Today is the 30th anniversary of the UN General Assembly Declaration on the Right of Peoples to Peace. In 1981, the UN General Assembly declared that this day would be known as the International Day of Peace, and it would be “devoted to the strengthening of the ideals of peace, both within and among all nations and people.”
On September 8th, Human Rights Watch (HRW) released a report detailing rampant sexual abuse committed by African Union Peacekeepers and personnel from the African Union Mission in Somalia (AMISOM). In the report HRW stated that, “African Union soldiers, relying on Somali intermediaries, have used a range of tactics, including humanitarian aid, to coerce vulnerable women and girls into sexual activity. They have also raped or otherwise sexually assaulted women who were seeking medical assistance or water at AMISOM bases.” Most disturbingly, the youngest victim interviewed was just 12 years old, who said she was raped by an African Union Peacekeeper from Uganda.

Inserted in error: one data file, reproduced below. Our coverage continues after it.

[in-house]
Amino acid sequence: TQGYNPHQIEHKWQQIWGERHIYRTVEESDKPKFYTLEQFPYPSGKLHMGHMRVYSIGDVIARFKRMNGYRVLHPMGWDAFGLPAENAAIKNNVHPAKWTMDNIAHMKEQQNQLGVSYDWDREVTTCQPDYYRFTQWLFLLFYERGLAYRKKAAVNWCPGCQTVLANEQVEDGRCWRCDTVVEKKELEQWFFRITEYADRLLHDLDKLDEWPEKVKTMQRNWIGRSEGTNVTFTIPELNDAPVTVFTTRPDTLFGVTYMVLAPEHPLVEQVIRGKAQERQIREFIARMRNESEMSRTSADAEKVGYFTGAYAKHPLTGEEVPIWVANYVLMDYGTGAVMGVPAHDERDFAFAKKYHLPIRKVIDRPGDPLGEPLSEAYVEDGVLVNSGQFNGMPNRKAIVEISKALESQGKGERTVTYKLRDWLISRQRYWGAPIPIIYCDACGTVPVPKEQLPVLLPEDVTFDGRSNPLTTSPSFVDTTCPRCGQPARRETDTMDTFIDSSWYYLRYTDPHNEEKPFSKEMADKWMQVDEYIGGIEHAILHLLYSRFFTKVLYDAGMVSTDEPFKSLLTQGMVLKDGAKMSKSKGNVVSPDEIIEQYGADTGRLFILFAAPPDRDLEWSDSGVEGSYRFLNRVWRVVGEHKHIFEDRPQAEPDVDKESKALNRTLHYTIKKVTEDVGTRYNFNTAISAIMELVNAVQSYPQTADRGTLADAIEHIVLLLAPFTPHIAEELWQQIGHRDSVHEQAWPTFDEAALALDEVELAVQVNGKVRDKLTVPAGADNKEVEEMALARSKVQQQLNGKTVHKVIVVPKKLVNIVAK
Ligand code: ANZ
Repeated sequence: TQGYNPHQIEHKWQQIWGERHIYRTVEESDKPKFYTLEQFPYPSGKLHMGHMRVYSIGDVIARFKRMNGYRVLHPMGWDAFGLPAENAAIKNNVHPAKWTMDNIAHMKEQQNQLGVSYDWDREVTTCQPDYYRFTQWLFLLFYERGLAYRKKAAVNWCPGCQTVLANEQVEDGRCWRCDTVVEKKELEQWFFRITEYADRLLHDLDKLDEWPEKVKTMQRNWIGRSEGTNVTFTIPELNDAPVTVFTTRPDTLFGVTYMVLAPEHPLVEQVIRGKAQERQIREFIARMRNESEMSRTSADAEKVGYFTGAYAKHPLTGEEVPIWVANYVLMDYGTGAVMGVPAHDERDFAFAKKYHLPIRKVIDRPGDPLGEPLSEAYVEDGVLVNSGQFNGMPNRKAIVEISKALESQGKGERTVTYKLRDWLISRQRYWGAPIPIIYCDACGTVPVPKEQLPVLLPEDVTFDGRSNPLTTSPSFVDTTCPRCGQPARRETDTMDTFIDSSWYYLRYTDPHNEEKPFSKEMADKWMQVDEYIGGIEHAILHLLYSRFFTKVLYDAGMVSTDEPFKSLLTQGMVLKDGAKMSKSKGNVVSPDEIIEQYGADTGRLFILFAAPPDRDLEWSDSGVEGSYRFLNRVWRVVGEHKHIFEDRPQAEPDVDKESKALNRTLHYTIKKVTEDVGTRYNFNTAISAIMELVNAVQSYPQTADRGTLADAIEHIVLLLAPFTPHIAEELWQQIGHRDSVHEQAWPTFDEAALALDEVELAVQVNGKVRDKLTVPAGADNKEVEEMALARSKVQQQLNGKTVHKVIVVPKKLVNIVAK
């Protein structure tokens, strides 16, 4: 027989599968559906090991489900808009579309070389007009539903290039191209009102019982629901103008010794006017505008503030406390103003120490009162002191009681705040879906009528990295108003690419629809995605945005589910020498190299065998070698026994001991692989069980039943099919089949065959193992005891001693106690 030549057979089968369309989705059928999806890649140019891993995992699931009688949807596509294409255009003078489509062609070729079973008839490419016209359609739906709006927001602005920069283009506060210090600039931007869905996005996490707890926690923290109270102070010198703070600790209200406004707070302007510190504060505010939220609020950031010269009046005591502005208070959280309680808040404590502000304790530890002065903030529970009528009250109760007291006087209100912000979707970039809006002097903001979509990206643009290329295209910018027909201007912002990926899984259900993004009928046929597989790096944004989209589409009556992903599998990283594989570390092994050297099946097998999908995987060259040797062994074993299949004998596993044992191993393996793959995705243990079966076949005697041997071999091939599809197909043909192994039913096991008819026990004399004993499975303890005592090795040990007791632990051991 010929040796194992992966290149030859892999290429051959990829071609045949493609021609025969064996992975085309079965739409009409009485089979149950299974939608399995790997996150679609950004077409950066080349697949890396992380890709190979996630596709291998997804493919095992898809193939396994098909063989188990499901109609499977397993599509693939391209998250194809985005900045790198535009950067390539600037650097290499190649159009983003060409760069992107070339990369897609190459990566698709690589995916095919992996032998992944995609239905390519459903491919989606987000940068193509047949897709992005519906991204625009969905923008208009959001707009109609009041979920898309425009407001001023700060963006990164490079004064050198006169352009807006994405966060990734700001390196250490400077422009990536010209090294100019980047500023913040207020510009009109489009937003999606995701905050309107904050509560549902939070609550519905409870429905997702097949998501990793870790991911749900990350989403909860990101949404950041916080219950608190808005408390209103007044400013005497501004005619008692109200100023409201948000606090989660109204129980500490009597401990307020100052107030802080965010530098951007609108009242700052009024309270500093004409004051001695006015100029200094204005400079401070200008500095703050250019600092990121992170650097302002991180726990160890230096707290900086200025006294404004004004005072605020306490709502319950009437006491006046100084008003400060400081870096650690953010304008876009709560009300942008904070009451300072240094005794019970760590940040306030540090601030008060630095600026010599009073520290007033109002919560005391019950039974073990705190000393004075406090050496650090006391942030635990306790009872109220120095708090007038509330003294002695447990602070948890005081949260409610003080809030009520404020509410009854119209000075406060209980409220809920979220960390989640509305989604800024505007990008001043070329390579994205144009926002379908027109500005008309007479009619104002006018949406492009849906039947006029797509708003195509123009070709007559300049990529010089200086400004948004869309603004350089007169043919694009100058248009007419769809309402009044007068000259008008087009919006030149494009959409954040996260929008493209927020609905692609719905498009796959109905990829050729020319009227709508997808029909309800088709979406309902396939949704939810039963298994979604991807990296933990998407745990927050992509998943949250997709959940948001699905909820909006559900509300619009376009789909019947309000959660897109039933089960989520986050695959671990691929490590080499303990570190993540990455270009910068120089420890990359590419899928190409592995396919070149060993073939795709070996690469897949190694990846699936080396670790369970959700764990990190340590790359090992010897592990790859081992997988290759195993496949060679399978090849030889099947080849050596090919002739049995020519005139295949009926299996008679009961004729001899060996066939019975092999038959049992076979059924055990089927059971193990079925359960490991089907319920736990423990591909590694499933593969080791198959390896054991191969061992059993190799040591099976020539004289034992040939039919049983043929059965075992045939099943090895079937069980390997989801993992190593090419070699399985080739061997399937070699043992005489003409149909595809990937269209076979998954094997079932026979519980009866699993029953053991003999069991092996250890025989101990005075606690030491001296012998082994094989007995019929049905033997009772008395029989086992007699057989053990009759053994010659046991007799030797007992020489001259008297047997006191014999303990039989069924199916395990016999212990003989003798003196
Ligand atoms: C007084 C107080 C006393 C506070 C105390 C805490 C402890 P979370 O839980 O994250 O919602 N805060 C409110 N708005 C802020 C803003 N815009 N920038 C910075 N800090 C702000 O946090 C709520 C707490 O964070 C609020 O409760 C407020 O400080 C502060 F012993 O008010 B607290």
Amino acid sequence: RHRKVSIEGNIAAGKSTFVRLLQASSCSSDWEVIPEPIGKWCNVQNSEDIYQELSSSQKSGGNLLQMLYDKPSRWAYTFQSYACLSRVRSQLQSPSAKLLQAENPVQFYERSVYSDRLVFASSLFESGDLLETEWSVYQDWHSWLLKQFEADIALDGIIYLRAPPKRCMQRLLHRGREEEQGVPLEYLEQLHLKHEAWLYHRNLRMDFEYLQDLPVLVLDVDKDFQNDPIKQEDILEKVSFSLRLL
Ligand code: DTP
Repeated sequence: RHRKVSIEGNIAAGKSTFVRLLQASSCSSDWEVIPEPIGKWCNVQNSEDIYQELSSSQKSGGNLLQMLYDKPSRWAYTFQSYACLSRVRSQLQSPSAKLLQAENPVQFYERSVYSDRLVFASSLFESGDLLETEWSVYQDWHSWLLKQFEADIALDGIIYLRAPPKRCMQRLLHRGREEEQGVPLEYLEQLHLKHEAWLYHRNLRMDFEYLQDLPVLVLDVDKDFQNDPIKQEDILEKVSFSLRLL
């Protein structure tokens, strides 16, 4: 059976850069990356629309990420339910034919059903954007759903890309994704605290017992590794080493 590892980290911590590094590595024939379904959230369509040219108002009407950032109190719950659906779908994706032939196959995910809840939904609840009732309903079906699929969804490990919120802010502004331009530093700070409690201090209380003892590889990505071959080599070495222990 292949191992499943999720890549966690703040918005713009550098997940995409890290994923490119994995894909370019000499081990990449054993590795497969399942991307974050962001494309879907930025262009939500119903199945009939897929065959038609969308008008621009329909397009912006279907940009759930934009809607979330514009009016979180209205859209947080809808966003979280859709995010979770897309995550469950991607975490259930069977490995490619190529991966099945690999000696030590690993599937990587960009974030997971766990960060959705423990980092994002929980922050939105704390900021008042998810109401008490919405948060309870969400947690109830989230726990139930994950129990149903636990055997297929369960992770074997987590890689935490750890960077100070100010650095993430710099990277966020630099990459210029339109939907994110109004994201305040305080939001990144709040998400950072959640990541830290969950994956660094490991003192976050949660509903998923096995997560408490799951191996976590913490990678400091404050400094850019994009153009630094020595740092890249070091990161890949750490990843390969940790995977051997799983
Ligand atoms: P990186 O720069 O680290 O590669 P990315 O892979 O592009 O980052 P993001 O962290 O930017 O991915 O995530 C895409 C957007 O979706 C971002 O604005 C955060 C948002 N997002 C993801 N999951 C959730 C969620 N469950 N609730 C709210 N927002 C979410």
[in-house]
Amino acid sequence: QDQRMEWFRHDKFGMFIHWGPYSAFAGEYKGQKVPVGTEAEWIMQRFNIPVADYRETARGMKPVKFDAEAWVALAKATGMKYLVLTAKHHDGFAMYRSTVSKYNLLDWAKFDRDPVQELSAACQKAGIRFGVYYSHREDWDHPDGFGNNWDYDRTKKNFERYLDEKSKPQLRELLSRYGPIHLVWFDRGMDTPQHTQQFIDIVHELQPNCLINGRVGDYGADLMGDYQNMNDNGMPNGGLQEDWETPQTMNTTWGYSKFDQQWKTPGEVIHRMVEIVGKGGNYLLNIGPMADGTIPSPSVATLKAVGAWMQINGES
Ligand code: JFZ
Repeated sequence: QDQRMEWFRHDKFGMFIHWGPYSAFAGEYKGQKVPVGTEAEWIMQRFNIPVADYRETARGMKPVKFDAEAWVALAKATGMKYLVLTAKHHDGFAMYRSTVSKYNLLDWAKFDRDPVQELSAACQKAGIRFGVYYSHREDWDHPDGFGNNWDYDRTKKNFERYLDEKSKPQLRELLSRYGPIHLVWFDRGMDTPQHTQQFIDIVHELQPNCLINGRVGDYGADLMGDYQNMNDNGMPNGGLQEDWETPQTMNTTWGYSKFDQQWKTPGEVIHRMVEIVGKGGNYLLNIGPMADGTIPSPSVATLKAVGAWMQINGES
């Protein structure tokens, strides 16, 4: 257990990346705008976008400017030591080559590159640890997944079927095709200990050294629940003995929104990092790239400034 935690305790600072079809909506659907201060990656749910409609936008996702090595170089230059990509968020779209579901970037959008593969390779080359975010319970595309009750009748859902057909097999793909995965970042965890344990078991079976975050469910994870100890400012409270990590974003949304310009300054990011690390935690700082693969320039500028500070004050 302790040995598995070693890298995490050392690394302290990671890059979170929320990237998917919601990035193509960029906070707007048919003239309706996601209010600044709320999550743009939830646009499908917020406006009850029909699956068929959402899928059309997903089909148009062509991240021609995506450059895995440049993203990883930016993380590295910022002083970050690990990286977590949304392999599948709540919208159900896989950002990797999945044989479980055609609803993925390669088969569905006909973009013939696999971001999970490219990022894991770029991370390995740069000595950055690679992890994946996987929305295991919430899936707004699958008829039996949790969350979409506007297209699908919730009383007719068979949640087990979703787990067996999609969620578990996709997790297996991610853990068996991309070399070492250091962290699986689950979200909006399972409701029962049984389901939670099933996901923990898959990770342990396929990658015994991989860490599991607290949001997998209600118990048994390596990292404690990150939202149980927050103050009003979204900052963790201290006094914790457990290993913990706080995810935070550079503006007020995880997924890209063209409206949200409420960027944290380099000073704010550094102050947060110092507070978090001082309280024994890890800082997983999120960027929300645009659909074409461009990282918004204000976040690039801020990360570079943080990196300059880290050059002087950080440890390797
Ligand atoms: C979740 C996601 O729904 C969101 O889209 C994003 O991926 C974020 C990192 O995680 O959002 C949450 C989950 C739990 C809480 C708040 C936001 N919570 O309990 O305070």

Though both the African Union and the Ugandan government have released statements rejecting the HRW’s conclusions, a report that reveals clear and flagrant violations of human rights should be fully investigated, and those responsible for sexual abuse should be held accountable.
We recognize the important role that peacekeepers play in creating and sustaining the culture of peace, but peace at the expense of women and girls is unacceptable. Sexual violence is not the price to be paid.
On this International Day of Peace, Youth to End Sexual Violence demands for decisive action to be taken by the African Union and AMISOM, on behalf of the women and girls who have been exploited by the very people sent to promote and strengthen the ideals of peace.
Executive Director & US Youth Ambassador on Sexual Violence in Conflict